ep2012 — 2011-02-25T16:24:45-05:00 — #1
So I know that I'd probably sell a lot in China if I got myself on their SEs, but I'm concerned about fraud.
I was hoping the fraud has died down since I last heard about it, but I just asked my gateway & they said there's still a lot of fraud.
Who out there advertises & sells to China & what are your thoughts?
ep2012 — 2011-02-28T21:48:36-05:00 — #2
opiz2012 — 2011-03-18T02:35:38-04:00 — #3
Oh, not all people will like, there is bad, but most are good, so they have to learn to judge, but in general is still good.
ep2012 — 2011-03-18T02:50:42-04:00 — #4
That didn't help me at all, but now I'm hungry
tke71709 — 2011-03-18T18:50:11-04:00 — #5
It's a country with no cultural respect for property or intellectual rights.
China will be a haven for fraud for a long time to come, I wouldn't touch that market with a ten foot pole if it was anything that was easily stolen. If you're selling cars or washing machines or something physical from a retail location that would be different.
ep2012 — 2011-03-19T23:04:50-04:00 — #6
Have you tried to do biz over there?
reddvinylene — 2011-03-31T18:06:56-04:00 — #7
Ofcourse he hasn't!
I say go for it.
Maybe try Singapore too while you're at it
ep2012 — 2011-03-31T19:44:36-04:00 — #8
Ok I'll bite, LOL, have you done biz over there?
reddvinylene — 2011-03-31T19:48:29-04:00 — #9
I guess you can say that, yeah. Can I help you with anything?
tke71709 — 2011-03-31T19:57:43-04:00 — #10
I also don't do business in Nigeria.
The only difference being that I don't actually know anyone from Nigeria who has told me never to do business with that country.
China I know quite a few immigrants from who have told me not to and who refuse to buy anything from there if they can avoid it.
Lead in paint for toys, illegal amounts of lead in their toys, melamine in their formula, chemicals used to speed up the drying process for green tea, etc...
You raise several generations in a communist system where those who are corrupt and where you have to learn to abuse the system to survive and certain traits are going to rise to the forefront.
reddvinylene — 2011-03-31T20:37:27-04:00 — #11
I'm loving my Volvo :lol:
I hear you, but you gotta keep in mind those were products for poor people by poor people (I'm guessing the same kinda people that left China and migrated to whereever it is you're living). This is a fading problem though, with a new and rapidly growing middle class which can afford the same standards of living as us in the West, as well as government sanctions against any business who ****s up like that again.
ep2012 — 2011-04-02T02:54:56-04:00 — #12
What does that mean you guess?
My products (the main ones) are e-books, so I am concerned about them stealing the material & reselling it as someone else mentioned.
The market is there for me, I just wonder about the risk & that's even with the safety parameters I have in place.
reddvinylene — 2011-04-02T06:11:17-04:00 — #13
I do business in China and elsewhere in Asia, but I don't target ethnic Chinese.
Have you looked into EPUB, Kindle and iPad?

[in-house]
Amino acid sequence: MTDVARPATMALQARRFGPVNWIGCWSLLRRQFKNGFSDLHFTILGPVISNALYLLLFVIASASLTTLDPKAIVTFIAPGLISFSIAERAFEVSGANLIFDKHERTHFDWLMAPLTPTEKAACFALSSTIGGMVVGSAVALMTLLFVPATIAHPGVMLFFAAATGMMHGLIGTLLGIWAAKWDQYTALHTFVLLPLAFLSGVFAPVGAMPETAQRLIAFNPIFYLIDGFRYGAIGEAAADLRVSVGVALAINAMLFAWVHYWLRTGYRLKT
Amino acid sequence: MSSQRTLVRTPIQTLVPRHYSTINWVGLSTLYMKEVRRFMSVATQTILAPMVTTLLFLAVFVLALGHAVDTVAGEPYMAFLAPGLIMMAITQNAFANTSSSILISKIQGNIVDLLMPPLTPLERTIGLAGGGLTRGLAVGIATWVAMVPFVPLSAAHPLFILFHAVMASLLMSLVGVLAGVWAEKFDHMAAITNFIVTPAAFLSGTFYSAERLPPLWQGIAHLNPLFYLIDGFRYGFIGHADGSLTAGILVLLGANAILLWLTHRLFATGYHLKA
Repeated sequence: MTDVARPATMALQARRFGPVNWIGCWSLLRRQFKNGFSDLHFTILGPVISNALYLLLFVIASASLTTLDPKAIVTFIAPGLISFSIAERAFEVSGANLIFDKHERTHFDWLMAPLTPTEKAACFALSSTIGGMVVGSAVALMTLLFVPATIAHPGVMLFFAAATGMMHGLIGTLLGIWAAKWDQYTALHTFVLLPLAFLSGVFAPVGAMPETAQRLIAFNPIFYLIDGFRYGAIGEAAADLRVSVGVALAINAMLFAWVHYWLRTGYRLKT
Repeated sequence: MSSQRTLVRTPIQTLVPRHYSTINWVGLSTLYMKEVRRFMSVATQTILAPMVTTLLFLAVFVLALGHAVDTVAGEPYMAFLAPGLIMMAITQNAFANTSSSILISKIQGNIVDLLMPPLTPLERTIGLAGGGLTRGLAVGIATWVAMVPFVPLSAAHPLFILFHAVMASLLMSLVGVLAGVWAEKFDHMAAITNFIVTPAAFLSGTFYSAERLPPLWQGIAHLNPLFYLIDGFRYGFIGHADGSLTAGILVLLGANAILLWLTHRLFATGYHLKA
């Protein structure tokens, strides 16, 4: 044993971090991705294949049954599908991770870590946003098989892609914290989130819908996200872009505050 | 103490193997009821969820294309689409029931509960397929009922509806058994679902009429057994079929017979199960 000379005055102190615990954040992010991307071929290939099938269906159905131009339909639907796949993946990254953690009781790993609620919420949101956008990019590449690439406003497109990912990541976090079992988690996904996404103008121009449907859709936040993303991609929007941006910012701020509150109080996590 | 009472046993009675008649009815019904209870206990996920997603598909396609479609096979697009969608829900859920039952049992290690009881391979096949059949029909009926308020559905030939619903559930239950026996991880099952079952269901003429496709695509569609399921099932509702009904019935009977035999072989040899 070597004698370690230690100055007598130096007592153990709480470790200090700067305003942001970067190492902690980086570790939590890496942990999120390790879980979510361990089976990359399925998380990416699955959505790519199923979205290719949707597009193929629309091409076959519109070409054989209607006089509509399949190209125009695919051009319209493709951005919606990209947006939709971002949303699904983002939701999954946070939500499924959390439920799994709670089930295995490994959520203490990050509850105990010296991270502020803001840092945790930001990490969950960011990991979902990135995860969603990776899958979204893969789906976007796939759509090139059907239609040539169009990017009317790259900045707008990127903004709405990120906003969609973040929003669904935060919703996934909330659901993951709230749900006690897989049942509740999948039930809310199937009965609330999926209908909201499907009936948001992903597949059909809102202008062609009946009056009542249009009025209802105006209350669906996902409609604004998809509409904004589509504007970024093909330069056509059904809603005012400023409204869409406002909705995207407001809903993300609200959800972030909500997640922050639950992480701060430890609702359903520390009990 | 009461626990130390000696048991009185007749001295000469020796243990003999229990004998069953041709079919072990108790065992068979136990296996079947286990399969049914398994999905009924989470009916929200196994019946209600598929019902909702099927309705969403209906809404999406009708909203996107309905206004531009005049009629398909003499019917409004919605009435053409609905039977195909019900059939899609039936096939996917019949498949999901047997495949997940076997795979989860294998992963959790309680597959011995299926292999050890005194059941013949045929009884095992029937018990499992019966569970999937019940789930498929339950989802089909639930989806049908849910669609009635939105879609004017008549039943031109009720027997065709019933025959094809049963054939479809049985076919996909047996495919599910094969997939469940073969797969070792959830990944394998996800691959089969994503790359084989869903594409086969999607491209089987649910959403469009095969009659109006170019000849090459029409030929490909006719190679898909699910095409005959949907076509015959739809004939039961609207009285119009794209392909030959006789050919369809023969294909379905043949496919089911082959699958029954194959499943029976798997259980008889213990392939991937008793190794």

Lynda.com: InDesign CS5 to EPUB, Kindle, and iPad
Could always hire a coder to design a script that searches the web for any plagiarism:
http://www.youtube.com/watch?v=Mwbw9KF-ACY (click CC to enable subtitles)
And then hire a great Chinese lawyer.
ep2012 — 2011-04-02T15:45:20-04:00 — #14
All good ideas, but I don't offer my kits via those methods yet b/c they aren't really books, they are kits where the files need to be printed out in order to be used. Some even in legal sized paper.
Plus at this point they are wrapped in a security software (.exe) so people can't steal them, but we all know the Chinese can crack anything
So when you say you don't specifically market to the Chinese, who do you market to in that area & how?
ep2012 — 2011-04-02T15:47:32-04:00 — #15
Plus I don't have the money to hire lawyers in China LOL
votrechien1 — 2011-04-06T01:20:49-04:00 — #16
I deal with China on a regular basis, except I buy from them.
If you're selling any kind of intellectual material, you should probably approach with extreme caution. From my experience, the Chinese are very honest and well-grounded people, but they view any type of intellectual property in the same light most North Americans view downloading music or movie..."it's not really stealing"
ep2012 — 2011-04-06T12:21:26-04:00 — #17
ccclock — 2011-04-07T20:29:09-04:00 — #18
Better to start your business in Taiwan, Hong Kong or Singapore before you go into China.
I am a Taiwanese and I think know the difference between Chinese and Western culture. I have a friend who has his book printed and sold more than 20 editions in China, but he only got paid for the 1st edition.
ep2012 — 2011-04-07T23:51:11-04:00 — #19
How was he getting paid? Didn't he get the money upfront?
I'm pretty sure HK is in China LOL
ccclock — 2011-04-08T21:43:11-04:00 — #20
He got paid upfront for the 1st edition from the publisher. He found his book is in 22 edition in the bookstore a year later.
Maybe I can help you if you have interest in Taiwan.
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